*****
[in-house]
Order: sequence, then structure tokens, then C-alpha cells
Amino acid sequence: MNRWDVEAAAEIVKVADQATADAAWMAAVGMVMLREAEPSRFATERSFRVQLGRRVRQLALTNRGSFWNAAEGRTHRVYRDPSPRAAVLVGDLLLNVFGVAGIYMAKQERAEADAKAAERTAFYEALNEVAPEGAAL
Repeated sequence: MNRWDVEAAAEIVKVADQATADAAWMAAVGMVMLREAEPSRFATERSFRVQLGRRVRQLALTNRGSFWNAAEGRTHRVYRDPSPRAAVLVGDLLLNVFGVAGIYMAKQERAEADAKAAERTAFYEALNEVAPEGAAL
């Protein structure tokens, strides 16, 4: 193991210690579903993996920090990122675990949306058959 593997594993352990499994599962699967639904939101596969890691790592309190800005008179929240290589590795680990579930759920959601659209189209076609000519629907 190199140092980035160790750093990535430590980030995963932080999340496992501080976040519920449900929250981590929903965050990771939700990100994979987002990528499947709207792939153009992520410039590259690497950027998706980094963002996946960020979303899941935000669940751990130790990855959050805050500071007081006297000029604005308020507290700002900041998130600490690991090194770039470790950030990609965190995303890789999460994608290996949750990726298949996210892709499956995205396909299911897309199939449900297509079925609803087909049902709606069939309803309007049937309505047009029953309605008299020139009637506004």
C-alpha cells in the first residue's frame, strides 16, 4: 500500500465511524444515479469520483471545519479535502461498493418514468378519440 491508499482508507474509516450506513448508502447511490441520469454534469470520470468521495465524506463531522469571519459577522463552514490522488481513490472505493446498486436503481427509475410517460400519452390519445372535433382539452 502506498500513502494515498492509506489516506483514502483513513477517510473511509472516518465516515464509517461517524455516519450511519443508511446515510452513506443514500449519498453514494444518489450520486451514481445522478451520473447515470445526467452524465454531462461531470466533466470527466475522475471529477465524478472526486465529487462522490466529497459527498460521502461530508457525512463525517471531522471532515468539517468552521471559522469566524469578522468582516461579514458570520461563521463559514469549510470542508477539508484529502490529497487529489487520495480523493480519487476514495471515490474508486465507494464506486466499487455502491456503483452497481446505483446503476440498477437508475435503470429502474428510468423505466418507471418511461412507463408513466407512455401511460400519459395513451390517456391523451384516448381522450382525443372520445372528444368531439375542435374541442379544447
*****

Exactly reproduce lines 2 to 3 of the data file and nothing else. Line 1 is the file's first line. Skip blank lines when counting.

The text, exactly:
Order: sequence, then structure tokens, then C-alpha cells
Amino acid sequence: MNRWDVEAAAEIVKVADQATADAAWMAAVGMVMLREAEPSRFATERSFRVQLGRRVRQLALTNRGSFWNAAEGRTHRVYRDPSPRAAVLVGDLLLNVFGVAGIYMAKQERAEADAKAAERTAFYEALNEVAPEGAAL